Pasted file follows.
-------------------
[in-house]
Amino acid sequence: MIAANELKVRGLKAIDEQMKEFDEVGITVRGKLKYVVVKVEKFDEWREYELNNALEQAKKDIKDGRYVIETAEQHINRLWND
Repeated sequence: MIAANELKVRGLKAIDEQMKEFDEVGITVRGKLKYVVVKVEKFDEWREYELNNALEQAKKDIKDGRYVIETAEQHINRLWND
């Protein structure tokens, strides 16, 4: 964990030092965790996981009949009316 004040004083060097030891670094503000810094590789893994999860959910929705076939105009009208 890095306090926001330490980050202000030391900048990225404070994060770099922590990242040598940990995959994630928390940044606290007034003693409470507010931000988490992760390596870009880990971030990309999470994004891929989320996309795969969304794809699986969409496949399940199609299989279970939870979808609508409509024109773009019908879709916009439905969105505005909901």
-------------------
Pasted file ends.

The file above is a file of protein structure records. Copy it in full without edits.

[in-house]
Amino acid sequence: MIAANELKVRGLKAIDEQMKEFDEVGITVRGKLKYVVVKVEKFDEWREYELNNALEQAKKDIKDGRYVIETAEQHINRLWND
Repeated sequence: MIAANELKVRGLKAIDEQMKEFDEVGITVRGKLKYVVVKVEKFDEWREYELNNALEQAKKDIKDGRYVIETAEQHINRLWND
């Protein structure tokens, strides 16, 4: 964990030092965790996981009949009316 004040004083060097030891670094503000810094590789893994999860959910929705076939105009009208 890095306090926001330490980050202000030391900048990225404070994060770099922590990242040598940990995959994630928390940044606290007034003693409470507010931000988490992760390596870009880990971030990309999470994004891929989320996309795969969304794809699986969409496949399940199609299989279970939870979808609508409509024109773009019908879709916009439905969105505005909901």